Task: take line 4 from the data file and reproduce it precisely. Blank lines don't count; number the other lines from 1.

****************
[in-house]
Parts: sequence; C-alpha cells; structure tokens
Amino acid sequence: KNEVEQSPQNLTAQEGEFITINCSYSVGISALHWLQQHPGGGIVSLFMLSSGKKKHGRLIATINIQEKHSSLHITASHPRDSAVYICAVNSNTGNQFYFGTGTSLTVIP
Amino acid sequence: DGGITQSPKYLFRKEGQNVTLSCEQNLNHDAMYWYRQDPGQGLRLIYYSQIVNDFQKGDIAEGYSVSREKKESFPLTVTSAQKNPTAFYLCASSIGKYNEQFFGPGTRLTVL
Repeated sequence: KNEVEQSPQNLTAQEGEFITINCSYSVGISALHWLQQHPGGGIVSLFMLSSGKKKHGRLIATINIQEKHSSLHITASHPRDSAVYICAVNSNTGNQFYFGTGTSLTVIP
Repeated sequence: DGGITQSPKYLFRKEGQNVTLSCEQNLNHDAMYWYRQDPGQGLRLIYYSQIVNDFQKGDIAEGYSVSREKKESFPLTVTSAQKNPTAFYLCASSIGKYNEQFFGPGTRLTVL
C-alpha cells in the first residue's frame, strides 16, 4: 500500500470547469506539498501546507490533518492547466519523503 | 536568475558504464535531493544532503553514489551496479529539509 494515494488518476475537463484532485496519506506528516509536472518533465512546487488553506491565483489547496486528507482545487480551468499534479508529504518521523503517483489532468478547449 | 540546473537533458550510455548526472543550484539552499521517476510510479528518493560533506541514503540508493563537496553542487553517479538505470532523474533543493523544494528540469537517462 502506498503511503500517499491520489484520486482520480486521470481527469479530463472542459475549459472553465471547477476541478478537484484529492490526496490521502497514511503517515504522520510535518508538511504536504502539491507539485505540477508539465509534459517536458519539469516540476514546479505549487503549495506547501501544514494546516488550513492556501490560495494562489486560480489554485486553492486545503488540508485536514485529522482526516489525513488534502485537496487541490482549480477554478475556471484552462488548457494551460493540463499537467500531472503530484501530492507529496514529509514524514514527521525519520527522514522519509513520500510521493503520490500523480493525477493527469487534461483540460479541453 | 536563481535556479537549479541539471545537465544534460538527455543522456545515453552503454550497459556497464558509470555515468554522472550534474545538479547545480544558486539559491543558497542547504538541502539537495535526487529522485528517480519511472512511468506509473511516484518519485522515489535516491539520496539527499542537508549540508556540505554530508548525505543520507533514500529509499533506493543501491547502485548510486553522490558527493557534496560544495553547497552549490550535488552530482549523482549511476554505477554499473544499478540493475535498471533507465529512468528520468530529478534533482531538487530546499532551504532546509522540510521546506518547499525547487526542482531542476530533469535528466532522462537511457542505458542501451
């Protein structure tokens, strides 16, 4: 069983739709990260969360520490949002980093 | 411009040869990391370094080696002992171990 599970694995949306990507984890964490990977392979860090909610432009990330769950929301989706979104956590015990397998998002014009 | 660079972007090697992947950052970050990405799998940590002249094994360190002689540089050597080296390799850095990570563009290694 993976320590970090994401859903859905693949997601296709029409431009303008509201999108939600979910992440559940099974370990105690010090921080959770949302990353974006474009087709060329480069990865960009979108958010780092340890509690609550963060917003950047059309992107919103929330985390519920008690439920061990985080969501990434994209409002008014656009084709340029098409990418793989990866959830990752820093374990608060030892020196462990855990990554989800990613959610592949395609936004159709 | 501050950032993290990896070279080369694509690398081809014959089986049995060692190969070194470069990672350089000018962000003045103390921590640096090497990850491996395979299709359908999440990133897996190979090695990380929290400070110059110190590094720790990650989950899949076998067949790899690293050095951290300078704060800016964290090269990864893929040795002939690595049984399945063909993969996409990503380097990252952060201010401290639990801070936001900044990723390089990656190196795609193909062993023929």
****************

Amino acid sequence: DGGITQSPKYLFRKEGQNVTLSCEQNLNHDAMYWYRQDPGQGLRLIYYSQIVNDFQKGDIAEGYSVSREKKESFPLTVTSAQKNPTAFYLCASSIGKYNEQFFGPGTRLTVL